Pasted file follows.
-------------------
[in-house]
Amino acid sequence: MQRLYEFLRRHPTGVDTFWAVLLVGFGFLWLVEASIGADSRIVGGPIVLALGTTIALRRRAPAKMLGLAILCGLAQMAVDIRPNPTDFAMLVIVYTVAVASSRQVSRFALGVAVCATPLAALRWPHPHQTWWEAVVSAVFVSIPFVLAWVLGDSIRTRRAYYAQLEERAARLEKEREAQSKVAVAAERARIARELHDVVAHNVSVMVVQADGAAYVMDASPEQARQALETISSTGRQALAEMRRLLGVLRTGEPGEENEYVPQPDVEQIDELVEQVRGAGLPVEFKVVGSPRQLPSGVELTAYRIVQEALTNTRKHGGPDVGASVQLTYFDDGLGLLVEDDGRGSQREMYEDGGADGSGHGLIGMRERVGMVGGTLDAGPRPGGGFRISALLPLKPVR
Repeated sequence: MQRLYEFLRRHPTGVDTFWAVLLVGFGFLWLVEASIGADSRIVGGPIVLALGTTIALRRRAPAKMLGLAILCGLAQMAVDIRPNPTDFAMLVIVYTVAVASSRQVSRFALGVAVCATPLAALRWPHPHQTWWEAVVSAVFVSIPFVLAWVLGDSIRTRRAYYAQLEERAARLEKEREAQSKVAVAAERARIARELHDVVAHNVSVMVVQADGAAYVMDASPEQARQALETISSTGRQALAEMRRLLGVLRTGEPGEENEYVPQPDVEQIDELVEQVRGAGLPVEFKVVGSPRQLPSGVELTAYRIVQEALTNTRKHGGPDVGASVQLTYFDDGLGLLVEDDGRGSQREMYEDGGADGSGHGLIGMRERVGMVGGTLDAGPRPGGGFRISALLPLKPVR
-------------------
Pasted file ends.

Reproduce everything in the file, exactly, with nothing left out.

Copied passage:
[in-house]
Amino acid sequence: MQRLYEFLRRHPTGVDTFWAVLLVGFGFLWLVEASIGADSRIVGGPIVLALGTTIALRRRAPAKMLGLAILCGLAQMAVDIRPNPTDFAMLVIVYTVAVASSRQVSRFALGVAVCATPLAALRWPHPHQTWWEAVVSAVFVSIPFVLAWVLGDSIRTRRAYYAQLEERAARLEKEREAQSKVAVAAERARIARELHDVVAHNVSVMVVQADGAAYVMDASPEQARQALETISSTGRQALAEMRRLLGVLRTGEPGEENEYVPQPDVEQIDELVEQVRGAGLPVEFKVVGSPRQLPSGVELTAYRIVQEALTNTRKHGGPDVGASVQLTYFDDGLGLLVEDDGRGSQREMYEDGGADGSGHGLIGMRERVGMVGGTLDAGPRPGGGFRISALLPLKPVR
Repeated sequence: MQRLYEFLRRHPTGVDTFWAVLLVGFGFLWLVEASIGADSRIVGGPIVLALGTTIALRRRAPAKMLGLAILCGLAQMAVDIRPNPTDFAMLVIVYTVAVASSRQVSRFALGVAVCATPLAALRWPHPHQTWWEAVVSAVFVSIPFVLAWVLGDSIRTRRAYYAQLEERAARLEKEREAQSKVAVAAERARIARELHDVVAHNVSVMVVQADGAAYVMDASPEQARQALETISSTGRQALAEMRRLLGVLRTGEPGEENEYVPQPDVEQIDELVEQVRGAGLPVEFKVVGSPRQLPSGVELTAYRIVQEALTNTRKHGGPDVGASVQLTYFDDGLGLLVEDDGRGSQREMYEDGGADGSGHGLIGMRERVGMVGGTLDAGPRPGGGFRISALLPLKPVR